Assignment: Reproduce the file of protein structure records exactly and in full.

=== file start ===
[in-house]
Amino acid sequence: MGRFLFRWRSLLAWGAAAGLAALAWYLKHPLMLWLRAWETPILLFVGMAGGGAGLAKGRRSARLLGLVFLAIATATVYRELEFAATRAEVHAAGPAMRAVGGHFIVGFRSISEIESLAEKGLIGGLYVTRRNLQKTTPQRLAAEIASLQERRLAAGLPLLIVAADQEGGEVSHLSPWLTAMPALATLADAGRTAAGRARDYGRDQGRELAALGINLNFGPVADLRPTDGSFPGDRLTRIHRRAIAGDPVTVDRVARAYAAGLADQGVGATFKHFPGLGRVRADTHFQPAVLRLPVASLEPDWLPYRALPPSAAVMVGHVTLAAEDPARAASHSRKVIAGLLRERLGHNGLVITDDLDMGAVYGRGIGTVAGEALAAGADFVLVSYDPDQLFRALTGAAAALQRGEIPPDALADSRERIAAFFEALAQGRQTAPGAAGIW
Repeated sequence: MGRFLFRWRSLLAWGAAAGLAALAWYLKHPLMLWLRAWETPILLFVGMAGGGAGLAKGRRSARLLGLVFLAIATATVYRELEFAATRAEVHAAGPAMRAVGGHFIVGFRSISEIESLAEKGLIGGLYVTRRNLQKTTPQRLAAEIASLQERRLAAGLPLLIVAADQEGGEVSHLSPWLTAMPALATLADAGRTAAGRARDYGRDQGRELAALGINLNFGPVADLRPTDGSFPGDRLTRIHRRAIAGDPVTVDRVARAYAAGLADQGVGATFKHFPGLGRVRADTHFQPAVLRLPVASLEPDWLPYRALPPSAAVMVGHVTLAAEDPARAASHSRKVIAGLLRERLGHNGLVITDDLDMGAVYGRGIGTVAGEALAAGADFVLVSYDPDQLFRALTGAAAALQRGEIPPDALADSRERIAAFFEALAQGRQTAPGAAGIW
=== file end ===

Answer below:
[in-house]
Amino acid sequence: MGRFLFRWRSLLAWGAAAGLAALAWYLKHPLMLWLRAWETPILLFVGMAGGGAGLAKGRRSARLLGLVFLAIATATVYRELEFAATRAEVHAAGPAMRAVGGHFIVGFRSISEIESLAEKGLIGGLYVTRRNLQKTTPQRLAAEIASLQERRLAAGLPLLIVAADQEGGEVSHLSPWLTAMPALATLADAGRTAAGRARDYGRDQGRELAALGINLNFGPVADLRPTDGSFPGDRLTRIHRRAIAGDPVTVDRVARAYAAGLADQGVGATFKHFPGLGRVRADTHFQPAVLRLPVASLEPDWLPYRALPPSAAVMVGHVTLAAEDPARAASHSRKVIAGLLRERLGHNGLVITDDLDMGAVYGRGIGTVAGEALAAGADFVLVSYDPDQLFRALTGAAAALQRGEIPPDALADSRERIAAFFEALAQGRQTAPGAAGIW
Repeated sequence: MGRFLFRWRSLLAWGAAAGLAALAWYLKHPLMLWLRAWETPILLFVGMAGGGAGLAKGRRSARLLGLVFLAIATATVYRELEFAATRAEVHAAGPAMRAVGGHFIVGFRSISEIESLAEKGLIGGLYVTRRNLQKTTPQRLAAEIASLQERRLAAGLPLLIVAADQEGGEVSHLSPWLTAMPALATLADAGRTAAGRARDYGRDQGRELAALGINLNFGPVADLRPTDGSFPGDRLTRIHRRAIAGDPVTVDRVARAYAAGLADQGVGATFKHFPGLGRVRADTHFQPAVLRLPVASLEPDWLPYRALPPSAAVMVGHVTLAAEDPARAASHSRKVIAGLLRERLGHNGLVITDDLDMGAVYGRGIGTVAGEALAAGADFVLVSYDPDQLFRALTGAAAALQRGEIPPDALADSRERIAAFFEALAQGRQTAPGAAGIW